New flexibilities announced linked to JobKeeper scheme – a guide for employers14 April 2020 Authored by: Jack Bristed, Belinda Winter | Topics: Workplace relations and safety
- The JobKeeper scheme and consequential changes to the Fair Work Act 2009 (Cth) have come into effect. The changes made to the Act gives employers and their employees more flexibility during the COVID-19 pandemic.
- Importantly, the changes in the Act only apply to those employers who qualify and remain qualified for the JobKeeper scheme and those employees who are receiving the JobKeeper payment. We summarise the changes below.
JobKeeper enabling directions
- Eligible employers may give eligible employees a number of directions called JobKeeper enabling directions.
- Before giving a JobKeeper enabling direction, an employer is required to consult with their employee (or their representative) and must give the employee at least three days’ written notice of their intention to give the direction, unless a lesser notice period is genuinely agreed to. The employer must keep a record of the consultation.
- In addition to the individual requirements of each provision, which we have outlined below, a JobKeeper enabling direction will not apply to an employee if the direction is unreasonable in all of the circumstances. For example a direction:
(a) to work different days or hours of work may be unreasonable if the impact of the direction would not allow the employee to undertake their caring responsibilities
(b) to change the location of work may be unreasonable if the distance the employee must travel to the new location is too far away.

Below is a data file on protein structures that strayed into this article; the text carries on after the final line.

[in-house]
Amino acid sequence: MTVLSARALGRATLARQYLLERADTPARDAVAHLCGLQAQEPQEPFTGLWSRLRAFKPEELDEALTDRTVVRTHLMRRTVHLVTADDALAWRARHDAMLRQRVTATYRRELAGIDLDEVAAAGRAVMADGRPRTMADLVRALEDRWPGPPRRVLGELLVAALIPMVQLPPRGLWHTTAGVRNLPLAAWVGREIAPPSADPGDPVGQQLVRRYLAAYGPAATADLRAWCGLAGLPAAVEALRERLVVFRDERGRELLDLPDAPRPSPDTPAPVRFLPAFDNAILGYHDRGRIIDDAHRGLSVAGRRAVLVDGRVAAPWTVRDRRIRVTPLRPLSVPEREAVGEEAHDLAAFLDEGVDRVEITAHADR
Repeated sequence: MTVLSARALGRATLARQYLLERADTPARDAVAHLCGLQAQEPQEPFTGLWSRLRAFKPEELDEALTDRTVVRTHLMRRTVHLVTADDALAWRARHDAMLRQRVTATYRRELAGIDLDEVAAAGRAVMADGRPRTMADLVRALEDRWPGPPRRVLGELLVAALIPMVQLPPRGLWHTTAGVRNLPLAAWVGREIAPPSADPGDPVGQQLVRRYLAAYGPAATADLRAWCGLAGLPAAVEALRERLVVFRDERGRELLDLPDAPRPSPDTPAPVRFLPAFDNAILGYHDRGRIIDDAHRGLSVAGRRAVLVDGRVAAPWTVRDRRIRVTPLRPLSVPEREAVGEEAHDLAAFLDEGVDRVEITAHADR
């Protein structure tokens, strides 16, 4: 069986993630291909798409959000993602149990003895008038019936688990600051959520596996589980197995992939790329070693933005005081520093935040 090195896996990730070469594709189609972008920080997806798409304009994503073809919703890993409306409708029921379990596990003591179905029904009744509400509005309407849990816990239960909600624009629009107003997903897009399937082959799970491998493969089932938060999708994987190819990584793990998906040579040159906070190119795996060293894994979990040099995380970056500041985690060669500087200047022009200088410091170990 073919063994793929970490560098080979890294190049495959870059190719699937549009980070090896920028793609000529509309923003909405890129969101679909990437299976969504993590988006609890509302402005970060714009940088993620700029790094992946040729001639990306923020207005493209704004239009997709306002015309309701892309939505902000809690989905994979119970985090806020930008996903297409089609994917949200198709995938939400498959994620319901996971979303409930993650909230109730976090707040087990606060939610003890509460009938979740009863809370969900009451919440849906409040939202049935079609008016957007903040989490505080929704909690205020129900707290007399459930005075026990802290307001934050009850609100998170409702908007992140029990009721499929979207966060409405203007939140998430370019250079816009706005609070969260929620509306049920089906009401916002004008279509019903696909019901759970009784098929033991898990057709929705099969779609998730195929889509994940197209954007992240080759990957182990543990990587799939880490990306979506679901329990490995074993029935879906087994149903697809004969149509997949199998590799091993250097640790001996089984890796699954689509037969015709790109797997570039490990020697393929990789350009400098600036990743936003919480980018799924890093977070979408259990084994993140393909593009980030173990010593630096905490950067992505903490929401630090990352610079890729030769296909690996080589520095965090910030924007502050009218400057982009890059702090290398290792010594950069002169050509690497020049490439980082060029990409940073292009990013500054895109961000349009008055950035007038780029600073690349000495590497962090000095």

- A JobKeeper enabling direction must be in writing and continues in effect until it is either withdrawn, revoked by the employer, replaced by a new JobKeeper enabling direction or until the amendments to the Act cease on 28 September 2020.
- An employee who is subject to a JobKeeper enabling direction will have that period counted as service and will continue to accrue leave entitlements as if the direction had not been given.
JobKeeper enabling stand down direction
- An employer can give an employee a stand down direction, directing them to:
(a) not work on a day or days they would usually work
(b) work for a lesser period than they would ordinarily work on a particular day
(c) work a reduced number of hours (including reduced to nil).
- For a JobKeeper enabling direction to be given, the employer must not only show that the direction is safe having regard to the nature and spread of COVID-19, but also ensure that the employee could not be usefully employed for their usual days or hours because of changes to business due to the COVID-19 pandemic or the surrounding government initiatives to slow its transmission.
- Employees who have their hours reduced as a result of a JobKeeper stand down direction must not have their base rate of pay reduced below that which would have been applicable if the JobKeeper enabling direction had not been given. Employees subject to a JobKeeper stand down direction are able to request permission from the employer, which must be considered and not unreasonably refused, to seek secondary employment, training or professional development. This would mean an employee could receive the $1,500 JobKeeper payment from one employer and use the rest of their available time to engage in other paid work, training or professional development.
- An employee may take authorised paid or unpaid leave (for example, annual leave) during all or part of a period that the stand down period would otherwise apply.
Employee duties and location of work direction
- An employer may give an employee directions about their duties and location of work. An employer may direct an employee to do any duties if it is within the employee’s skill and competency, safe and reasonably within the scope of the employer’s business operations.